So what do you think? @kenbroo on Twitter would be a start.

This song is a drummer's dream. And the drummer on this song, Alan White, turns 69 today.

Before White went onto become the drummer for the prog rock group YES, he by chance met up with John Lennon. White, just 19, was playing in a club in London with his group and Lennon happened to be in the audience. The next day, Lennon got ahold of White's phone number and called him and offered him a job. Lennon was leaving for Toronto in four days to play a gig and his drummer had just quite on him. I talked to White about this just a few months ago. When I asked him what it was like to have John Lennon call him and offer him a job, White told me, "I hung up on him. I thought it was one of my friends pulling a prank." Lennon redialed a few minutes later and convinced White is was no joke.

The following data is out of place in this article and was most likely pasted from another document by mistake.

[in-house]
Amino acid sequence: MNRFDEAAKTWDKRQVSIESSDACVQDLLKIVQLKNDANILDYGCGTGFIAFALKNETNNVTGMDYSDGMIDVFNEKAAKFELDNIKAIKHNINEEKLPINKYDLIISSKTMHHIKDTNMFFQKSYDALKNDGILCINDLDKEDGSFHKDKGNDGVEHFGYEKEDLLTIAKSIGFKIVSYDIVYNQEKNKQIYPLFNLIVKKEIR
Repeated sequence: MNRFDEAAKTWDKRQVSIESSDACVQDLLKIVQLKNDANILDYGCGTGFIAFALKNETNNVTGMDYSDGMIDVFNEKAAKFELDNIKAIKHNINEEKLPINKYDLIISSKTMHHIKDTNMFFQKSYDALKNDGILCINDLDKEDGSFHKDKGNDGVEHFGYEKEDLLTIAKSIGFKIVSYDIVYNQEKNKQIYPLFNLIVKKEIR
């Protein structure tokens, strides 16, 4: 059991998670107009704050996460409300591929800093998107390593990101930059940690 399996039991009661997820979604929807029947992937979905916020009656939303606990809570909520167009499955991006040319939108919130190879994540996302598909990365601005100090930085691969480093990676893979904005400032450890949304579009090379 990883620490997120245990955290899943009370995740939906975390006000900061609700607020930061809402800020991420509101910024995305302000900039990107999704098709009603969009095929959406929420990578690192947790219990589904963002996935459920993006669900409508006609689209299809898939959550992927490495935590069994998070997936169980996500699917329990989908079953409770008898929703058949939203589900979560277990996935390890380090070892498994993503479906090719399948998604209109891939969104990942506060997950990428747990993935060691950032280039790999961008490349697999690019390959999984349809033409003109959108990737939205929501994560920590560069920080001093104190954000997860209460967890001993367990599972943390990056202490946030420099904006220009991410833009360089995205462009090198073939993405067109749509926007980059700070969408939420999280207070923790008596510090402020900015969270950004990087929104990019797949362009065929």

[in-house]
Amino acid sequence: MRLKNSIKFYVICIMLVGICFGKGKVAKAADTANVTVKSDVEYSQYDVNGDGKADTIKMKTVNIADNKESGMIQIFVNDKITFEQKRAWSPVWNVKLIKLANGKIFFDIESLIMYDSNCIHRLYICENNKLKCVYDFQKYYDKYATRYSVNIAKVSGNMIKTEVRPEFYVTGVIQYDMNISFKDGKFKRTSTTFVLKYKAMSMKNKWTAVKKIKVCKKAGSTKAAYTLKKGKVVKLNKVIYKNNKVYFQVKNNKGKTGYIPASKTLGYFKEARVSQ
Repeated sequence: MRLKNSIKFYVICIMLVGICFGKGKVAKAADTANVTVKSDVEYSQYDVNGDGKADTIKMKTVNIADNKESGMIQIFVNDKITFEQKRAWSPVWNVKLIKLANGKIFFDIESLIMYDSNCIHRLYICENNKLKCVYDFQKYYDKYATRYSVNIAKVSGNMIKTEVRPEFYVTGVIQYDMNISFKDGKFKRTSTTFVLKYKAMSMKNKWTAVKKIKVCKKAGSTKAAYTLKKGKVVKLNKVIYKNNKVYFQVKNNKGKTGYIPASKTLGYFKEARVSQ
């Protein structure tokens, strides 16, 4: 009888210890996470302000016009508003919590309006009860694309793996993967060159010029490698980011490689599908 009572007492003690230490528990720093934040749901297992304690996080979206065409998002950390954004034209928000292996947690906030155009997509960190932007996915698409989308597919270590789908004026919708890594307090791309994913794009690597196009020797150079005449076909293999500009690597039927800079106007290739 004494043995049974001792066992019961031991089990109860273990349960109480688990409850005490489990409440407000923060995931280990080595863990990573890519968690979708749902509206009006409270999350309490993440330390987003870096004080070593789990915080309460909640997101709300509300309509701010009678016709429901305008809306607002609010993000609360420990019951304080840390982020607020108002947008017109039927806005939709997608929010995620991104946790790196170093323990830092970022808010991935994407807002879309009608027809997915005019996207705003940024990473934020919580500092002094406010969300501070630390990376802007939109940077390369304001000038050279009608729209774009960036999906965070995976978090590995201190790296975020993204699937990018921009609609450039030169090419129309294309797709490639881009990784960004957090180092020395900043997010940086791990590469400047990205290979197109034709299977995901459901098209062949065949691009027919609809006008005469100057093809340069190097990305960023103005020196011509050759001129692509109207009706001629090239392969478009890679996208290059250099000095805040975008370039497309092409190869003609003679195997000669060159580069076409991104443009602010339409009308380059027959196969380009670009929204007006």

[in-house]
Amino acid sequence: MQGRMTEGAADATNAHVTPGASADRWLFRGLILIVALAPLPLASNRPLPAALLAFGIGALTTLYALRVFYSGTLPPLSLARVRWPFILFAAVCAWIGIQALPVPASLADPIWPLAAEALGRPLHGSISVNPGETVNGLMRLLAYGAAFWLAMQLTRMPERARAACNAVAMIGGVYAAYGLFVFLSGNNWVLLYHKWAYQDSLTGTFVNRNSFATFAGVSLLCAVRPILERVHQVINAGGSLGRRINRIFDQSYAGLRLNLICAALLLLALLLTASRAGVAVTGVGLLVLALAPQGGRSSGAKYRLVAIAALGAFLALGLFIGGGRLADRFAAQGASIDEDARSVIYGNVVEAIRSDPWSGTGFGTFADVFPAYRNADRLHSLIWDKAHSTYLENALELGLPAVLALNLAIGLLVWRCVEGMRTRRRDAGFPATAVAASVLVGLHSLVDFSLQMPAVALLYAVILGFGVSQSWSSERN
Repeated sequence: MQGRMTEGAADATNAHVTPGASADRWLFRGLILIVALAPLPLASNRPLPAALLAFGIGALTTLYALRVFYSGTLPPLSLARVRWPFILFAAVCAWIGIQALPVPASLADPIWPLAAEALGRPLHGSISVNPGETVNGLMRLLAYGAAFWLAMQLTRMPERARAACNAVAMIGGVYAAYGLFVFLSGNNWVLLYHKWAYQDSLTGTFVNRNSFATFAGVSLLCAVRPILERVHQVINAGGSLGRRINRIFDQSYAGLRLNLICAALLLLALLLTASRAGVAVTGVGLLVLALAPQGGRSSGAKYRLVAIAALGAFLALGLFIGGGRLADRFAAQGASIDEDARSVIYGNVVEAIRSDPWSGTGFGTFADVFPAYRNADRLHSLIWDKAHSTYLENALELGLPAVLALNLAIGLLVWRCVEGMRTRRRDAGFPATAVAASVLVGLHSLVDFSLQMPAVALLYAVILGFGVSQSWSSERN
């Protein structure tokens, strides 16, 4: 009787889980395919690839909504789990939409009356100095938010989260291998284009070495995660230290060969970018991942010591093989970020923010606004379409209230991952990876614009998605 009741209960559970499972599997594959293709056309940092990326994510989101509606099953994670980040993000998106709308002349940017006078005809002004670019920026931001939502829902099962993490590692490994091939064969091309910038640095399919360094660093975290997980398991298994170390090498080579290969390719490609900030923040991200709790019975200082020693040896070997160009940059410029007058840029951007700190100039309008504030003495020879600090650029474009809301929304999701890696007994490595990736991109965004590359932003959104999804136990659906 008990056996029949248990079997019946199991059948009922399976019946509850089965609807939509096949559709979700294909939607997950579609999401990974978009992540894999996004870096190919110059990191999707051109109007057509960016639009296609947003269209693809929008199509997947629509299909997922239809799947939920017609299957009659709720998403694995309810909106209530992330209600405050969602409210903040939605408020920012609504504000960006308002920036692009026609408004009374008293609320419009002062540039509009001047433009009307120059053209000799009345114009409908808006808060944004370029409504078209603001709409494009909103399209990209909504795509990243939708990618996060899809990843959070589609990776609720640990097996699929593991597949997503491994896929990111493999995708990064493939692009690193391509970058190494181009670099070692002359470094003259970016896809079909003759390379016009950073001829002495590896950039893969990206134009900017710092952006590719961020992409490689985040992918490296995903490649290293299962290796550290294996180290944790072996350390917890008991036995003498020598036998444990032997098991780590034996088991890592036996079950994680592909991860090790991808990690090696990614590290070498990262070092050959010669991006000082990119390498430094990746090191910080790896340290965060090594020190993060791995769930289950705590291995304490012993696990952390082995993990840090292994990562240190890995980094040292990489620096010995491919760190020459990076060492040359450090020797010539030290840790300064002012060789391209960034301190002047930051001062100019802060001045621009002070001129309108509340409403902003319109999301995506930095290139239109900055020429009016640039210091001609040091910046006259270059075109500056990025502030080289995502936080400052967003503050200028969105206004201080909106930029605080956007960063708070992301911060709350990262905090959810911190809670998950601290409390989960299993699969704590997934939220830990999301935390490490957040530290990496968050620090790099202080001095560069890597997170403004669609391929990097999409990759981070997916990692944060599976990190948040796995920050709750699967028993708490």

So White met Lennon and the rest of his group at a private air terminal at Heathrow Airport in London. "I walked into the terminal and there was John sitting with Yoko. And out of the men's room walks Eric Clapton, who was also on the trip. I was in heaven." Lennon didn't play many live gigs after leaving the Beatles. But he did record. And White was invited to play drums on "Instant Karma" as well as "Imagine." Later, he played drums on George Harrison"s "All Things Must Pass" classic album. He'll be at Riverbend with YES on July 2. Alan White, a real rock and roll legend, by chance... as are all things in life.

Print this article Back to Top